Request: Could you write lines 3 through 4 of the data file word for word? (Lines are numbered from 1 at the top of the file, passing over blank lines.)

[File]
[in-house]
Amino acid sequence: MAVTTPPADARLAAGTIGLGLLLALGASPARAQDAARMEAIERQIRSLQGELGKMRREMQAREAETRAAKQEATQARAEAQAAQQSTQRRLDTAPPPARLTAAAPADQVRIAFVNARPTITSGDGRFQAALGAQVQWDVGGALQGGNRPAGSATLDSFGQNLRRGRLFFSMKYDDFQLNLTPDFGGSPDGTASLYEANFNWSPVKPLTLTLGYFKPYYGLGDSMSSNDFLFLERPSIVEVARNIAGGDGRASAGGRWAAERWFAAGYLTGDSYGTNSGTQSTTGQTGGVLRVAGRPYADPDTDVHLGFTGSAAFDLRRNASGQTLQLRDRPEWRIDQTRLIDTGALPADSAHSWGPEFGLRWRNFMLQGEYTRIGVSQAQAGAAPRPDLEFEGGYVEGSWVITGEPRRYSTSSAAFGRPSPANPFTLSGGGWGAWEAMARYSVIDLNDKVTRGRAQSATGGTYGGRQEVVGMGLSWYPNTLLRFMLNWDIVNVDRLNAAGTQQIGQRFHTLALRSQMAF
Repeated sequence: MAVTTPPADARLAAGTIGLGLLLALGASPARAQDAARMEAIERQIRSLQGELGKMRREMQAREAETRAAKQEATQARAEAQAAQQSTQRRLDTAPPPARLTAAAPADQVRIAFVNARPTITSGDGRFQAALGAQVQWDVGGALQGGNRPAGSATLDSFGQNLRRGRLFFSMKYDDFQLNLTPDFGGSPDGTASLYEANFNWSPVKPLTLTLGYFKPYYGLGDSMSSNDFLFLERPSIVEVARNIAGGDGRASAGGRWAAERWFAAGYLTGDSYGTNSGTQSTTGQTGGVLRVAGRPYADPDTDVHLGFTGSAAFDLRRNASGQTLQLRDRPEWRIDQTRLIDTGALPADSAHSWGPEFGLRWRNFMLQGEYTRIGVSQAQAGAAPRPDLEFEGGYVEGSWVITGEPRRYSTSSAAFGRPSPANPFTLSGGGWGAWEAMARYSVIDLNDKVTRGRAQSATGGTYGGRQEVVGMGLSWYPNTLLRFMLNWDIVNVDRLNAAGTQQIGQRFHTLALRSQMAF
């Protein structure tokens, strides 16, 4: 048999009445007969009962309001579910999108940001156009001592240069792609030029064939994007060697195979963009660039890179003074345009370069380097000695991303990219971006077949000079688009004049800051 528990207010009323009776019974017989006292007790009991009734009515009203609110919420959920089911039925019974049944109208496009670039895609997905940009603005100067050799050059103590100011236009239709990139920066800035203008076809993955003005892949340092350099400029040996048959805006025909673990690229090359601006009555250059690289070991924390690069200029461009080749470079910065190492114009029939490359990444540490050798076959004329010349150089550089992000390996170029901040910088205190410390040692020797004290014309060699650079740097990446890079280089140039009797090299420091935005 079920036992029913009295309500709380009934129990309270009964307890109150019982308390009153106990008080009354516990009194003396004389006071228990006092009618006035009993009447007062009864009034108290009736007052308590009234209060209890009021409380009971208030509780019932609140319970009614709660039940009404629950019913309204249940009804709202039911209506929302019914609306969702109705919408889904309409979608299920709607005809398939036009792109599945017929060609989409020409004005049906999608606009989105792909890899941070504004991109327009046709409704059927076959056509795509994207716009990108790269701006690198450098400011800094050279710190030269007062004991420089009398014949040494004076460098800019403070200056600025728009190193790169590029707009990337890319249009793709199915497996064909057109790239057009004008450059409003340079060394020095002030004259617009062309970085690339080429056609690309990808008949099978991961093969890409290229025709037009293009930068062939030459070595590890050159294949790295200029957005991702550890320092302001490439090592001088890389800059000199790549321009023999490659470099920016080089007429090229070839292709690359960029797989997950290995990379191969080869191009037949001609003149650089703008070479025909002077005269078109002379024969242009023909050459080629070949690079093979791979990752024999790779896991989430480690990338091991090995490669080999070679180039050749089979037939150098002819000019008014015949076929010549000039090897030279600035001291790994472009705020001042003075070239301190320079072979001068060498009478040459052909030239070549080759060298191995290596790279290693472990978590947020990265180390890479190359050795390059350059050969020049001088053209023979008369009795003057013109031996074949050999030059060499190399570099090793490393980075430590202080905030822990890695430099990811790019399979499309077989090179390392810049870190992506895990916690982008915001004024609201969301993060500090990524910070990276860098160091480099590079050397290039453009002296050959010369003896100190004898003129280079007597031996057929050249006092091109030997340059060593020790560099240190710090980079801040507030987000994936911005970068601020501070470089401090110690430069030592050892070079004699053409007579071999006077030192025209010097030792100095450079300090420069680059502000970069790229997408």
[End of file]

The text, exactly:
Repeated sequence: MAVTTPPADARLAAGTIGLGLLLALGASPARAQDAARMEAIERQIRSLQGELGKMRREMQAREAETRAAKQEATQARAEAQAAQQSTQRRLDTAPPPARLTAAAPADQVRIAFVNARPTITSGDGRFQAALGAQVQWDVGGALQGGNRPAGSATLDSFGQNLRRGRLFFSMKYDDFQLNLTPDFGGSPDGTASLYEANFNWSPVKPLTLTLGYFKPYYGLGDSMSSNDFLFLERPSIVEVARNIAGGDGRASAGGRWAAERWFAAGYLTGDSYGTNSGTQSTTGQTGGVLRVAGRPYADPDTDVHLGFTGSAAFDLRRNASGQTLQLRDRPEWRIDQTRLIDTGALPADSAHSWGPEFGLRWRNFMLQGEYTRIGVSQAQAGAAPRPDLEFEGGYVEGSWVITGEPRRYSTSSAAFGRPSPANPFTLSGGGWGAWEAMARYSVIDLNDKVTRGRAQSATGGTYGGRQEVVGMGLSWYPNTLLRFMLNWDIVNVDRLNAAGTQQIGQRFHTLALRSQMAF
């Protein structure tokens, strides 16, 4: 048999009445007969009962309001579910999108940001156009001592240069792609030029064939994007060697195979963009660039890179003074345009370069380097000695991303990219971006077949000079688009004049800051 528990207010009323009776019974017989006292007790009991009734009515009203609110919420959920089911039925019974049944109208496009670039895609997905940009603005100067050799050059103590100011236009239709990139920066800035203008076809993955003005892949340092350099400029040996048959805006025909673990690229090359601006009555250059690289070991924390690069200029461009080749470079910065190492114009029939490359990444540490050798076959004329010349150089550089992000390996170029901040910088205190410390040692020797004290014309060699650079740097990446890079280089140039009797090299420091935005 079920036992029913009295309500709380009934129990309270009964307890109150019982308390009153106990008080009354516990009194003396004389006071228990006092009618006035009993009447007062009864009034108290009736007052308590009234209060209890009021409380009971208030509780019932609140319970009614709660039940009404629950019913309204249940009804709202039911209506929302019914609306969702109705919408889904309409979608299920709607005809398939036009792109599945017929060609989409020409004005049906999608606009989105792909890899941070504004991109327009046709409704059927076959056509795509994207716009990108790269701006690198450098400011800094050279710190030269007062004991420089009398014949040494004076460098800019403070200056600025728009190193790169590029707009990337890319249009793709199915497996064909057109790239057009004008450059409003340079060394020095002030004259617009062309970085690339080429056609690309990808008949099978991961093969890409290229025709037009293009930068062939030459070595590890050159294949790295200029957005991702550890320092302001490439090592001088890389800059000199790549321009023999490659470099920016080089007429090229070839292709690359960029797989997950290995990379191969080869191009037949001609003149650089703008070479025909002077005269078109002379024969242009023909050459080629070949690079093979791979990752024999790779896991989430480690990338091991090995490669080999070679180039050749089979037939150098002819000019008014015949076929010549000039090897030279600035001291790994472009705020001042003075070239301190320079072979001068060498009478040459052909030239070549080759060298191995290596790279290693472990978590947020990265180390890479190359050795390059350059050969020049001088053209023979008369009795003057013109031996074949050999030059060499190399570099090793490393980075430590202080905030822990890695430099990811790019399979499309077989090179390392810049870190992506895990916690982008915001004024609201969301993060500090990524910070990276860098160091480099590079050397290039453009002296050959010369003896100190004898003129280079007597031996057929050249006092091109030997340059060593020790560099240190710090980079801040507030987000994936911005970068601020501070470089401090110690430069030592050892070079004699053409007579071999006077030192025209010097030792100095450079300090420069680059502000970069790229997408």